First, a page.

The January loss of Central Florida's 3,500 year old cypress tree known as the Senator was devastating for lovers of the record-setting tree. The outpouring of sadness from the community was tremendous and the story made the national news and the New York Times. I had no idea that folks cared so much for this behemoth that was already enormous 1,500 years before the birth of Christ. For me it showed that despite the actions of our state and local government, who seem to bend over backwards to allow developers to pave over the state's natural areas, people living here actually do care about the environment. So I found good in the disaster.
The tree, however, is a total loss, and Big Tree Park still remains closed. To honor the beloved tree, I created poster artwork and uploaded it to the Imagekind site to allow people to have a reminder of the great tree. A portion of the proceeds of any sale will be donated to the Friends of the Wekiva River, an organization that works to protect, preserve, and restore the natural functions and beauty of the Wekiva River here in Central Florida. The Wekiva is one of the areas last havens of wildness, and the pressures of development put its natural systems under great stress. In my opinion, it is our responsibility to maintain areas like this for future generations to enjoy.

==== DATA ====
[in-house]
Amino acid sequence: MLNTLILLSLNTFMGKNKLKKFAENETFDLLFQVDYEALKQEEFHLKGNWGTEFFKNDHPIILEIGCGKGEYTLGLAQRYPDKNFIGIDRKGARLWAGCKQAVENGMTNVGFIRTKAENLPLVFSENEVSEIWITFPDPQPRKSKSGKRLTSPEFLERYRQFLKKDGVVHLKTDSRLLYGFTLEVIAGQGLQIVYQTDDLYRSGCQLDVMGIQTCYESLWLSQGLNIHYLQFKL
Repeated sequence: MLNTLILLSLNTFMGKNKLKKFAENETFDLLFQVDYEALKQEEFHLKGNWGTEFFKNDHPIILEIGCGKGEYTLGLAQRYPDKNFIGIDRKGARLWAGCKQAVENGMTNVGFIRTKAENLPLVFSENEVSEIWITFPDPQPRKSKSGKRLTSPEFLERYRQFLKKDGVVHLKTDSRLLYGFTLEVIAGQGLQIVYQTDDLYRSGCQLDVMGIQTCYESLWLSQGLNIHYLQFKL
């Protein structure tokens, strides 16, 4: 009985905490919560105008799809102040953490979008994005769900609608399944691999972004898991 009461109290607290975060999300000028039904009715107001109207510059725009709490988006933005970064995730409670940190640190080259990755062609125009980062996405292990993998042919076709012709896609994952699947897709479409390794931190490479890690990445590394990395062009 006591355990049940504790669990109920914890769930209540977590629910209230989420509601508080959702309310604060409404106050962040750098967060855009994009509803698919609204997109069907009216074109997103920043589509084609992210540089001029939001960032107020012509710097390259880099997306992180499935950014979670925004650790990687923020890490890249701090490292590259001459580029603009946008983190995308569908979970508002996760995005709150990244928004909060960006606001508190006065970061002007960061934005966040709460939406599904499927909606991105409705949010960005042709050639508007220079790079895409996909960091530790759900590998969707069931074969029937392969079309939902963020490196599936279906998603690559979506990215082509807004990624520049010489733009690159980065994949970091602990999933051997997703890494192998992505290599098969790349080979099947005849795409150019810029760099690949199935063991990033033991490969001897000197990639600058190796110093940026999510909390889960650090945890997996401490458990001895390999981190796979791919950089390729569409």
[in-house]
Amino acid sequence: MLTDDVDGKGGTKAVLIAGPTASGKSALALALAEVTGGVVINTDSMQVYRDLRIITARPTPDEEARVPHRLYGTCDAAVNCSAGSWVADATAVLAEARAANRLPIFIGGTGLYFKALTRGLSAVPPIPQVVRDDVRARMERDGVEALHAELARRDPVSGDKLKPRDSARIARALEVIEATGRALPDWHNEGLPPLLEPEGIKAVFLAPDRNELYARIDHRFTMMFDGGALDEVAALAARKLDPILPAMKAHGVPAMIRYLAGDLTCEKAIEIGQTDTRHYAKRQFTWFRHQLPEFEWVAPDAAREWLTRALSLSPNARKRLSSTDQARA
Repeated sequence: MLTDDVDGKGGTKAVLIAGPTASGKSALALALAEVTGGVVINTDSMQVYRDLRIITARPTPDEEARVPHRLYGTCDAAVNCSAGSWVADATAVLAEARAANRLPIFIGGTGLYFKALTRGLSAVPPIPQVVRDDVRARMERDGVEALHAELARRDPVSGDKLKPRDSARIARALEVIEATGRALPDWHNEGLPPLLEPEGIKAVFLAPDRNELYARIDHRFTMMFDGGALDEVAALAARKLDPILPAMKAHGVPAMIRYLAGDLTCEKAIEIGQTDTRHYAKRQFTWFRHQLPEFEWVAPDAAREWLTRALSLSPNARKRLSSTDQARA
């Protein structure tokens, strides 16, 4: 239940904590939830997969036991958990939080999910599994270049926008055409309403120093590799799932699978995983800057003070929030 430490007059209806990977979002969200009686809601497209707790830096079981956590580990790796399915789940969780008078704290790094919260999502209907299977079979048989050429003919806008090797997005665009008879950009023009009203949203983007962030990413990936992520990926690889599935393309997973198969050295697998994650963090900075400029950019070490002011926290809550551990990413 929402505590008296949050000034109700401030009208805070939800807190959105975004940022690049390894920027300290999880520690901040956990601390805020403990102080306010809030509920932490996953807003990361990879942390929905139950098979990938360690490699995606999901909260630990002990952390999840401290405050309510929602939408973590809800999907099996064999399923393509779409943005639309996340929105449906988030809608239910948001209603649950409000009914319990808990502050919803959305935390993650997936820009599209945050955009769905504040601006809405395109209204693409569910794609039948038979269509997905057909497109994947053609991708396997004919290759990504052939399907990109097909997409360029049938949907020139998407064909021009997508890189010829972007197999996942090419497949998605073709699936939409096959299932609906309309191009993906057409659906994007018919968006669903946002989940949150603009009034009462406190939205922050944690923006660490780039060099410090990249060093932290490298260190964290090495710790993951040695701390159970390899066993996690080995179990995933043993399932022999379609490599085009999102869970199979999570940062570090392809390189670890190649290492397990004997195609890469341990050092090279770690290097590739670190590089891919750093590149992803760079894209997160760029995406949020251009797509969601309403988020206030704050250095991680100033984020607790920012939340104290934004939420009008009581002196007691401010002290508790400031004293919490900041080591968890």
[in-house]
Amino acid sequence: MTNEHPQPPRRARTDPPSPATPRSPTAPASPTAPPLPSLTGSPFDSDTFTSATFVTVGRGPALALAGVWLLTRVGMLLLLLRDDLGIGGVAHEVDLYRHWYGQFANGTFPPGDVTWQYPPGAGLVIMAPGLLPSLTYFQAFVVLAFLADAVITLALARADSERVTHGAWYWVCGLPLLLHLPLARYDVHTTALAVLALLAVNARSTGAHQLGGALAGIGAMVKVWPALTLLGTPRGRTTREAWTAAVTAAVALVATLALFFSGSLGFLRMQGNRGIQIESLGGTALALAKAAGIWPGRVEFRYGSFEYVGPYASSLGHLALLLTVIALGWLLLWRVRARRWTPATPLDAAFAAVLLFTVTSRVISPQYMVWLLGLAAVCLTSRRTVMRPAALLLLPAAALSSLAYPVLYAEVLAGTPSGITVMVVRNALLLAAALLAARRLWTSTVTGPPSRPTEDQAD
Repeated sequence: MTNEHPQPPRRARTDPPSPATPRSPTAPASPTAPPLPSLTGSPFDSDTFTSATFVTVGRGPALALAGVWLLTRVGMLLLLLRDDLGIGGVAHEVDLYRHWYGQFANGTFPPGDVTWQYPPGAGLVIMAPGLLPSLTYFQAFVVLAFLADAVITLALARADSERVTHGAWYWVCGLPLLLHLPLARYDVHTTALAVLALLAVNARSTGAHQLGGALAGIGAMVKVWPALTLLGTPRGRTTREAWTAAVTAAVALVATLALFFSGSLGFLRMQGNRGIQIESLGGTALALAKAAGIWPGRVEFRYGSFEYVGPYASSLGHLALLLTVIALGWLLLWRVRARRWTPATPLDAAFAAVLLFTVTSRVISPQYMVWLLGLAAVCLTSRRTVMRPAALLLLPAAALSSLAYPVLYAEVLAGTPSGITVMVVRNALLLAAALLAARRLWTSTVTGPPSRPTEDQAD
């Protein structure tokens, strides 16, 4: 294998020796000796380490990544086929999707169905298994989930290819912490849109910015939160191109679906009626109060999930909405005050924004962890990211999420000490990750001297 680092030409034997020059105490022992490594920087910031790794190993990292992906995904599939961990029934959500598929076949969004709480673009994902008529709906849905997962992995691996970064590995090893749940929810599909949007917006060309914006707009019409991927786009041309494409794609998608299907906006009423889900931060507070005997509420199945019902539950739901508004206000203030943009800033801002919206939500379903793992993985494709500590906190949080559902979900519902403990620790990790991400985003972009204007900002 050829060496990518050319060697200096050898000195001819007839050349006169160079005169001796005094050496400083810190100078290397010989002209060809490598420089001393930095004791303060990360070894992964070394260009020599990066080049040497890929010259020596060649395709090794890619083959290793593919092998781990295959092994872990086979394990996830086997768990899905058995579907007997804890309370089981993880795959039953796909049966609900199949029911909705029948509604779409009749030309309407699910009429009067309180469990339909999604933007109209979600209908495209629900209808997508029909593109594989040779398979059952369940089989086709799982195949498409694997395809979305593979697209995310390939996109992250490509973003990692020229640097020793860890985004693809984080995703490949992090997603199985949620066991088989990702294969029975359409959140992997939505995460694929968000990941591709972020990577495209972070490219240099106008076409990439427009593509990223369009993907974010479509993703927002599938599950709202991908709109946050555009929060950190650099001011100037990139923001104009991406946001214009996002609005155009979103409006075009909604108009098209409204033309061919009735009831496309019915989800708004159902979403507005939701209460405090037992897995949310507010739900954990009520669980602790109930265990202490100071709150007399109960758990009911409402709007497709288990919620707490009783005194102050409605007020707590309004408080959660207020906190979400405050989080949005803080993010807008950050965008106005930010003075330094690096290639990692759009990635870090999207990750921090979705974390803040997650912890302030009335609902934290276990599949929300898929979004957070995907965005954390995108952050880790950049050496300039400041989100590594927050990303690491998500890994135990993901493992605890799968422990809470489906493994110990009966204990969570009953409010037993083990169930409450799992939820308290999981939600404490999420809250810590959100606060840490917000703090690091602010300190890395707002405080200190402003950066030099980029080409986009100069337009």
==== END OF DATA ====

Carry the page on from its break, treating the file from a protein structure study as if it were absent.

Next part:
Now a little about the poster. Based on an image I took of the Senator a few years ago, the piece is designed to look like a vintage travel poster that might have promoted the tree as an attraction around the turn of the century. The letters in the word "Senator" were hand-rendered, based on a vintage font found in a type specimen book. I used to do quite a bit of that in the days before computers. I then scanned in the artwork and re-drew it on the computer in Adobe Illustrator. Other archival elements like banners and corner elements were scanned in from different sources, to create this poster that celebrates the long period of time visitors have been drawn to this wonderful tree.
In addition to making me realize how much people really cared about the tree, the loss motivated me to get out and see some of the places right in my own backyard that I've taken for granted. I thought a tree that stood for 35 centuries would always be there. You never know when that place you've always intended to visit won't be around any more.